Jason Kenney’s dilemma: Whatever to do about Conrad?

Lord Black argues during the Calgary Herald strike of 1999-2000 with union leader Andy Marshall, one of the “gangrenous limbs” amputated because they believed thay had a legal right to be members of a union. In the foreground, Lord Black’s bodyguard.


Thanks to Chicago Judge Amy St. Eve, Canadian Immigration Minister Jason Kenney has until Aug. 16 to wriggle off the horns of the dilemma he faces over whatever to do about Conrad Black.

That’s how long the judge of the United States District Court of the Northern District of Illinois last Friday grounded Lord Black, the bailed-out former newspaper magnate, within the borders of the American Homeland.

After that, if he submits to her court a humiliatingly thorough accounting of his current reduced financial circumstances, she will reconsider the fate of the man she packed off to jail in 2008.

It turns out the Lord Black pines to return to his native land – notwithstanding the fact the former newspaper owner and Pontifex Maxuimus of the cult of the right renounced his Canadian citizenship in 2001 in order to be “elevated” to the British House of Lords. Perhaps with his present pecuniary embarrassments, our single-payer public health care system has acquired an unexpected allure.

Regardless, Judge St. Eve’s restrictions on his Lordship’s travel itinerary give Mr. Kenney, the self-righteous keeper of Canada’s gates, 24 additional days to figure out how to let Lord Black into Canada without appearing to be a lickspittle toady to a man Canadians generally view with discomfort and distrust. One imagines the pressure on Mr. Kenney is almost unbearable.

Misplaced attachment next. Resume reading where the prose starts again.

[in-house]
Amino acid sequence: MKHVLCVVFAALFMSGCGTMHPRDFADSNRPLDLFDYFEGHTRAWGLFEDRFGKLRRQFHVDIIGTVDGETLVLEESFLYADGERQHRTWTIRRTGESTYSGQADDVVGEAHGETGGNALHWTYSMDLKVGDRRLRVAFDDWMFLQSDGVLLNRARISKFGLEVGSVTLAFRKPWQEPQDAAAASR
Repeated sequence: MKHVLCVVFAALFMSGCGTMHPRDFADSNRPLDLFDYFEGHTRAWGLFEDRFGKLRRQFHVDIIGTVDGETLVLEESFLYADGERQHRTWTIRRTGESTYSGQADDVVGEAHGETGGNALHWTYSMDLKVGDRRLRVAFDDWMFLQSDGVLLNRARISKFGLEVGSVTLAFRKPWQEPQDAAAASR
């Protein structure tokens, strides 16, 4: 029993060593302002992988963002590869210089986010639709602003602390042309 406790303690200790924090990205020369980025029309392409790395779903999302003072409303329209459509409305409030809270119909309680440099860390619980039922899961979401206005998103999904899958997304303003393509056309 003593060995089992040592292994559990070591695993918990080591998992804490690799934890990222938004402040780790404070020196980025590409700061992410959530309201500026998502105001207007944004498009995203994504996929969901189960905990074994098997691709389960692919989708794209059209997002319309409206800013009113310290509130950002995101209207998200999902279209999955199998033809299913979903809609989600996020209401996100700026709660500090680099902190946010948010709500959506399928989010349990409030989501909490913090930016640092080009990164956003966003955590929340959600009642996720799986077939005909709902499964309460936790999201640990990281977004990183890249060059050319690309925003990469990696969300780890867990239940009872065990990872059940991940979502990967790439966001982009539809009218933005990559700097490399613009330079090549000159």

Talk about a dilemma! Having cast himself in the persona of an immigration tough guy, a vigorous defender of the realm – ready at the drop of a dime, as it were, to bar the national door to foreign riff-raff – he can hardly be seen to be encouraging the admission to Canada of a foreign citizen fresh out of jail, with a criminal history and a felonious conviction still in place.

And yet, the foreign riff-raff in this case is not some law-abiding British Parliamentarian who wishes merely to address a Canadian audience on some topic verboten by the Harperite faction of the Reform Party that controls Parliament.

Instead it is a revered figure in the circles inhabited by Prime Minister Stepher Harper, the shot-caller behind Mr. Kenney, our nation’s Nixonian little gatekeeper.

No doubt Mr. Kenney is sadly contemplating the scientifically polled attitudes of ordinary Canadians – the kind of people held in contempt by former-Citizen Black – as he takes calls from his campaign contributors in Lord Black’s diminished but still influential circle of Canadian friends.

Add to this pressure the fire lit under Mr. Kenney by the nearly hysterical – and at times hysterically funny – campaign on Mr. Black’s behalf by what’s left of Canada’s mainstream media, which has been lurching further and further to the right since Mr. Black himself founded the National Post in 1998 to assist in that project.